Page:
TBV Insights

Sales Transformation and self-service video

Why Sales Transformation? Buyers researching instead of talking to sales.
Why Sales Transformation? Buyers are researching on their own instead of talking to sales.

You may have noticed that more and more sales management roles are adding “Sales Transformation” to their job descriptions. It’s not hard to see why.

  • Today buyers spend 80% their buying time researching independently and talking with other decision-makers on their team (Gartner).
  • 99% of B2B buyers would opt to make new purchases through self-service, if they could (McKinsey).
  • And, even when they do meet with vendors, they prefer meeting online. (Gartner)

Where does video fit into this necessary Transformation?

Virtual selling and visual selling

We all know from experience that it’s very easy for attention to wander during online meetings. That’s why it makes sense to use as many relevant visuals as you can in your online presentations. Short-form videos are attention-grabbers. Did you know that videos under 60 seconds draw 57% of YouTube views (as of July 2022), compared to just 11% two years earlier?

Self-service and the microlearning model

With self-service B2B buying efforts, the buyer’s attention is more or less guaranteed — but so is their frustration if they don’t find out what they want to know. White papers and blog posts are valuable learning resources because the content is easy to skim. Information-rich visuals like diagrams, charts, and screen grabs get the point across quickly.

Many videos can be skimmed, too. YouTube and other platforms automatically add chapters and subtitles (though adding them manually gives a better result).

Still, traditional video forms aren’t designed for self-service learners. Explainer videos and testimonials are sales-y, webinars are slow, tutorials get too far into the weeds.

Perhaps the best model for self-service selling can be found in microlearning —  the use of2-5 minute lessons that deliver bursts of learning for people who are eager to learn. Microlearning lessons are typically devoted to a single problem and its solution — the opposite of an overview.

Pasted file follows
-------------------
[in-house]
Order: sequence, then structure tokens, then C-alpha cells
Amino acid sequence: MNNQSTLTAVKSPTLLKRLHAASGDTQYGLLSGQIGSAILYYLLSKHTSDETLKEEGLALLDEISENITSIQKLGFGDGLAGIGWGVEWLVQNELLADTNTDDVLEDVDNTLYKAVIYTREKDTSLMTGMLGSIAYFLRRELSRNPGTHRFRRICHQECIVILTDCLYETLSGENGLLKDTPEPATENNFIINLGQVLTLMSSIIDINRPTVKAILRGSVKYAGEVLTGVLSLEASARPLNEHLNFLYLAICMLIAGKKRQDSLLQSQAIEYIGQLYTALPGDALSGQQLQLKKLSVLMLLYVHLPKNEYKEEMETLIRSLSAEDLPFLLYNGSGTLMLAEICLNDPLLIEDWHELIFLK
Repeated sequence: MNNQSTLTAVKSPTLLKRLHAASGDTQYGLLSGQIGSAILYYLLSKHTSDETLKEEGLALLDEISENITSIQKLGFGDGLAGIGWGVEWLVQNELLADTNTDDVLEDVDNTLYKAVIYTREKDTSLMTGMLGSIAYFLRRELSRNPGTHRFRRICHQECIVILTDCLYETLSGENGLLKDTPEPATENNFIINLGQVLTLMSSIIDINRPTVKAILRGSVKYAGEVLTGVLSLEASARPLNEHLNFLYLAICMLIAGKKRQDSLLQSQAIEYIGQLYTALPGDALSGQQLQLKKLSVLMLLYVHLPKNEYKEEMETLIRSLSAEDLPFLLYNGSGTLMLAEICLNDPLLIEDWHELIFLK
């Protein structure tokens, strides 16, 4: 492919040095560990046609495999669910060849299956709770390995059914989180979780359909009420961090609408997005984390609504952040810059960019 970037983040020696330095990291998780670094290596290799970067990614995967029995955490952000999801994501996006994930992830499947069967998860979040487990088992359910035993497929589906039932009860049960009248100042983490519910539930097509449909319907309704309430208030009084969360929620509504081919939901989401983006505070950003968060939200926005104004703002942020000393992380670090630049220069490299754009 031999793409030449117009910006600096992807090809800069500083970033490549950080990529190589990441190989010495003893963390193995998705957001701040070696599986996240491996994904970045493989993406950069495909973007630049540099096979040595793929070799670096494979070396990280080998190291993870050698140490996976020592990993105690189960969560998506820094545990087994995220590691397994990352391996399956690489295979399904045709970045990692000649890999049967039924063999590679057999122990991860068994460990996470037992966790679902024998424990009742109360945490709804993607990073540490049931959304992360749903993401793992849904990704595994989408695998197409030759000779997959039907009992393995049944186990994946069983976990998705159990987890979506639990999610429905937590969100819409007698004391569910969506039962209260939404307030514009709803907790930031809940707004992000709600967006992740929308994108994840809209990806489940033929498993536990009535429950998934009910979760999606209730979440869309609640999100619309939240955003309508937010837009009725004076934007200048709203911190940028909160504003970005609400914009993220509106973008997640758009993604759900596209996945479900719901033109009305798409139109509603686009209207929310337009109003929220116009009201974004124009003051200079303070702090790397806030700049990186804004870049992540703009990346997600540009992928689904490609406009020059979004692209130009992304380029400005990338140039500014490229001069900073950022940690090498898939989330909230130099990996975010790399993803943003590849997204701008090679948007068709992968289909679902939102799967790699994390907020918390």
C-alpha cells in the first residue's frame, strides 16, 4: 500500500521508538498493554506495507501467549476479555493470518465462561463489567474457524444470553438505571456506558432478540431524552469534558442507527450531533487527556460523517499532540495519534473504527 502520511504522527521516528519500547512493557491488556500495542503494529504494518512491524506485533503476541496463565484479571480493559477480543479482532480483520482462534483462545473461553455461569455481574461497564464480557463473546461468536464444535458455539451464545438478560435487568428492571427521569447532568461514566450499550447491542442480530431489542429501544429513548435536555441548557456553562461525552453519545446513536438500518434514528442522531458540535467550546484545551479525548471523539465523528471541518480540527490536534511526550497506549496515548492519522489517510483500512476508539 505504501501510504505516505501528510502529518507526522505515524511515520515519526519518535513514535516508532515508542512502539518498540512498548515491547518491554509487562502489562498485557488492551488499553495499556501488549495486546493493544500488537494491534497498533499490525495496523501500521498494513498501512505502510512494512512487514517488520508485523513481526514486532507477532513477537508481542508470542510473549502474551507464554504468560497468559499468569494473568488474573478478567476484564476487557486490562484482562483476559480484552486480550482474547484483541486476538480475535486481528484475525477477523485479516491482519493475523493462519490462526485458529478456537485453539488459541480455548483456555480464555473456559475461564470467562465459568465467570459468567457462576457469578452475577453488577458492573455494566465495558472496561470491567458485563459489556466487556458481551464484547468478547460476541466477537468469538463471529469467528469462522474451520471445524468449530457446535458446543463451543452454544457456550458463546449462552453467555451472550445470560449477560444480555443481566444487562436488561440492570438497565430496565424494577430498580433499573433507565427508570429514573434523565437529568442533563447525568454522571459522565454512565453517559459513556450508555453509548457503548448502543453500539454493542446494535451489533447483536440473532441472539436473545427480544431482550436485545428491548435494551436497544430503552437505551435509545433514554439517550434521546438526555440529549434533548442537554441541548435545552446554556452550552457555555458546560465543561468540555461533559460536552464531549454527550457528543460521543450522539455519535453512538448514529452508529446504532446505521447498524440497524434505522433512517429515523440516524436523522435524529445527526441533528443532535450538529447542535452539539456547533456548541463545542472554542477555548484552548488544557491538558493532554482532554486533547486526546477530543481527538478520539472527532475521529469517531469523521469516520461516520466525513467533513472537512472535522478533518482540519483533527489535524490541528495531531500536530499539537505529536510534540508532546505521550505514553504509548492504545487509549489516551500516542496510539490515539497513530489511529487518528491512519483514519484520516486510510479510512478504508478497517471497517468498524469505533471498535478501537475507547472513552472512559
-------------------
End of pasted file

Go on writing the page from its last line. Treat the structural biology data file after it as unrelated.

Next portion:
Leveraging short-form videos

If you can break down your messaging into interesting problems and solutions, you can easily make short videos that can be leveraged and shared it in multiple channels.

Your sales team’s cadence, for example involves a certain number of emails or text messages, some of which can include video. And Sales always needs follow-up messages.

What’s more, these problem-solution videos are extremely effective because they are very easy to share within the buyer’s organization.

A more consultative role for sales

In a recent Salesforce survey, 74% of sales reps said that their roles have become more consultative and less transactional since the pandemic. Buyers will have done their homework when they talk to sales—  and sales should know what content they’ve viewed.

As the conversation develops, having new insight and guidance —   subject matter expert perspectives, software demos, customer stories — readily available can be a real confidence booster for both the seller and the buyer. At this stage, videos don’t need to be slick —  but they can’t waste time getting to the point, either (the same is true for other content).

All of this is to say that sales transformation will require changes in how we think about the role of sales support content, including video.

Videos to support your high-value offer

The High-Value Offer is a customer interaction with so much business value that the buyer feels compelled to engage. It’s an account-based marketing concept recommended by Gartner for customer acquisition, too. A high-value offer’s business value depends on timely topics

photo representing IT exec pondering how-to video content

Reframing your demos as How-to video content

I was surprised to learn from a Foundry (IDG) white paper on customer engagement [download link] that the average technology decision-maker spent 14.3 minutes watching each How-to video they viewed in 2022, up from 12.2 minutes in 2016. If you really want a technology